Where *T *is the iteration-period or length of one simulation interval in its appropriate unit.

If in any case, *VR(t) *>* VM(t)*, the model will automatically set *VR(t) *=* VM(t) *since number of vehicles that can reach the downstream node cannot be greater than the number of vehicles moving on a link.

The difference *between* the number of vehicles moving on a link and the number of vehicles that can reach the downstream node gives number of vehicles in queue *Q*(*t*) at time *t* is

Qt=VMt-VRt. | (9) |

In the next simulation interval, the updated value of the number of vehicles moving on the link would be

VRt+t1=VRt1+Qt, | (10) |

where *VR*(*t** _{1}*) is the number of vehicles added to the link in the next simulation interval at time

*t*

_{1.}The following chart shows the relationship between average link speed and link flow rate at time

*t.*It can be noted that the relationship is parabolic, and foci of the parabola increases as the number of lanes increases.

Figure 4 Average link-speed vs. flow rate

The last step of a link pass iteration is

*excess vehicular capacity VE*(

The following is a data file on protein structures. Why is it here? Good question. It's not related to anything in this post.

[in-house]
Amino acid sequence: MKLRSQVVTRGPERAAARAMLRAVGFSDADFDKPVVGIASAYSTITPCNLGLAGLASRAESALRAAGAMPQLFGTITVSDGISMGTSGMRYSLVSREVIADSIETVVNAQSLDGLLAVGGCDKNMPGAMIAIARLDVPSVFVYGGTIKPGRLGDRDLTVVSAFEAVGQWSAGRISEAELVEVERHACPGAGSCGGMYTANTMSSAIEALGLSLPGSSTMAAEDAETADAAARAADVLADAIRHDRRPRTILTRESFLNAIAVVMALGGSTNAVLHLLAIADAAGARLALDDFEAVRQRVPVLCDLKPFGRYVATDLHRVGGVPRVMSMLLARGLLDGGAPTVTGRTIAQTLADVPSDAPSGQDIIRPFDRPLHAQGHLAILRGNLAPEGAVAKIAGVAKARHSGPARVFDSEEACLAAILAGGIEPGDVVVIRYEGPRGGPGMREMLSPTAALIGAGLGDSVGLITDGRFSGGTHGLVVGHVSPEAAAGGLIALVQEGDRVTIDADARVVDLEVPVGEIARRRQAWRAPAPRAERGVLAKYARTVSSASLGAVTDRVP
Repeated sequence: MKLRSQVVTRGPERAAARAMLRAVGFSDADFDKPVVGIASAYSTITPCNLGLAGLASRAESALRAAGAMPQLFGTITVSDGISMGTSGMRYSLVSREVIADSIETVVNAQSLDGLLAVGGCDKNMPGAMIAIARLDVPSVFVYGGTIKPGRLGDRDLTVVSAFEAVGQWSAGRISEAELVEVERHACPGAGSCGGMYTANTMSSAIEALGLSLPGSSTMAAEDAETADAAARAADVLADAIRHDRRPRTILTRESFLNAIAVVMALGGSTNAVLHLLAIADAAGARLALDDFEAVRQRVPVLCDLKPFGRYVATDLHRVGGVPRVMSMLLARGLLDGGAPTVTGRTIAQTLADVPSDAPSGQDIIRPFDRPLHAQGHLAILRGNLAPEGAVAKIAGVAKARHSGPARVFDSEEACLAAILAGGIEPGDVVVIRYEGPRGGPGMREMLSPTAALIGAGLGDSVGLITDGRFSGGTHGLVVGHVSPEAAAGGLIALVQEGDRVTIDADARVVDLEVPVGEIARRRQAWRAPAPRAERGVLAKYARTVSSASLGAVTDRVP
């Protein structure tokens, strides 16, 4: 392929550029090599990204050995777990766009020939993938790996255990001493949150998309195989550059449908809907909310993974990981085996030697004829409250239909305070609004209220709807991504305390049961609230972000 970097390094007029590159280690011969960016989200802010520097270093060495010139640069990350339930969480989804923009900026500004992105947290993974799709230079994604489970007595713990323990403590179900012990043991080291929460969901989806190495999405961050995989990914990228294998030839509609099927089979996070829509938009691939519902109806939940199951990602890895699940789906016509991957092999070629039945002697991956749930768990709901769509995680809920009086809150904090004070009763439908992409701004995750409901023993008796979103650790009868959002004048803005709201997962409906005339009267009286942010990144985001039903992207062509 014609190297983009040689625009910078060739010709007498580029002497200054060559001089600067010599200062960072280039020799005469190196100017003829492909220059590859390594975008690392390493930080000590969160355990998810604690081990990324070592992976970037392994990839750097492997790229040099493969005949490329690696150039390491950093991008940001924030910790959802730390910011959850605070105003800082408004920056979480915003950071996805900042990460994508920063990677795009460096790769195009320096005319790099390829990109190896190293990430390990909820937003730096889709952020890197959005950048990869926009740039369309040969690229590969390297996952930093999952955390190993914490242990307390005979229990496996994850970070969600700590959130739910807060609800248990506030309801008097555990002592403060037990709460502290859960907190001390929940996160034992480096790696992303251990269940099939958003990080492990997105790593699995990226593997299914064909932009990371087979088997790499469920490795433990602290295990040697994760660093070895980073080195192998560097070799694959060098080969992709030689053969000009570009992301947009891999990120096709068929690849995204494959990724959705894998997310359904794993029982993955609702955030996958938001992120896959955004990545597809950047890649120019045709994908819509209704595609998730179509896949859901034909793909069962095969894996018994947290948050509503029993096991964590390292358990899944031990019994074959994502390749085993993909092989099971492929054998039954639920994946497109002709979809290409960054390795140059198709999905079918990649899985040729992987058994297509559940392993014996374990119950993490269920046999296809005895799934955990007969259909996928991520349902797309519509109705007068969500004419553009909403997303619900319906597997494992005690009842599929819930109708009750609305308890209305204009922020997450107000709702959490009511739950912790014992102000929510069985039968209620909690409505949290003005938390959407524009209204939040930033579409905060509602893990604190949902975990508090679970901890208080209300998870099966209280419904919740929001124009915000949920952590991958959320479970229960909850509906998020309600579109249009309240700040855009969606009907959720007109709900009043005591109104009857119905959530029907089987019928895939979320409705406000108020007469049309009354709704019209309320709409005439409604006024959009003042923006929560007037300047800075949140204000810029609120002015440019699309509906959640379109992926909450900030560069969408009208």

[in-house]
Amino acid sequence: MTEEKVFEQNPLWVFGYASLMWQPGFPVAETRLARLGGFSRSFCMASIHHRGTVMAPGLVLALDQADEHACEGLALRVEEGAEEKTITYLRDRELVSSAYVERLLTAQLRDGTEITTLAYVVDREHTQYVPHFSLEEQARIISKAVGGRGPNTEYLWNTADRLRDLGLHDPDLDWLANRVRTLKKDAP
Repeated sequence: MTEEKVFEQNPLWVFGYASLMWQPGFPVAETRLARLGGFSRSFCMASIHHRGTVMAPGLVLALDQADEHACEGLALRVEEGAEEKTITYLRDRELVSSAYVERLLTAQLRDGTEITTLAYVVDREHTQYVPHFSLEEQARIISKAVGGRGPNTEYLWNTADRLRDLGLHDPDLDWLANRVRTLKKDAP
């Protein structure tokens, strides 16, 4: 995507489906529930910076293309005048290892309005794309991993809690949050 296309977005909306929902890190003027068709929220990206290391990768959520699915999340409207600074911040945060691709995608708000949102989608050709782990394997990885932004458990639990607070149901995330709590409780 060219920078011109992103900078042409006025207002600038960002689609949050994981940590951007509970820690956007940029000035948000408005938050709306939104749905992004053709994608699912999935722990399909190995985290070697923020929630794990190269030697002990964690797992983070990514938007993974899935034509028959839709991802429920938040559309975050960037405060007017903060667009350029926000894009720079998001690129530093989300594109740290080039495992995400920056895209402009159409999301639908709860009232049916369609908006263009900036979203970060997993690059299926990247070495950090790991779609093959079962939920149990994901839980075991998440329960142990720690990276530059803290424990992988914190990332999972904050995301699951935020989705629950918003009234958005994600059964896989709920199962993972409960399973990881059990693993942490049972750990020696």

*t*) at time t, which is defined as the maximum vehicles that can enter the link in the next interval and can be calculated based on the quantities obtained from the above equations as

VEt=LD-LQt.KJ-Kt.NL. | (11) |

Excess vehicular capacity is also called *approach capacity *for the next iteration. The total number of vehicles present on the link in the beginning of the simulation interval at time *t *+ 1 is *VE(*t*) *+ *Q*(*t*).

The output of a link pass is approach capacity of each link, queue length, average travel time and speed on the links. Link pass is the first step of a simulation interval of NETVACL, and node pass is the second step. Once link pass has been made, the model makes a node pass to calculate appropriate node characteristics.

### 3.2.2 The node pass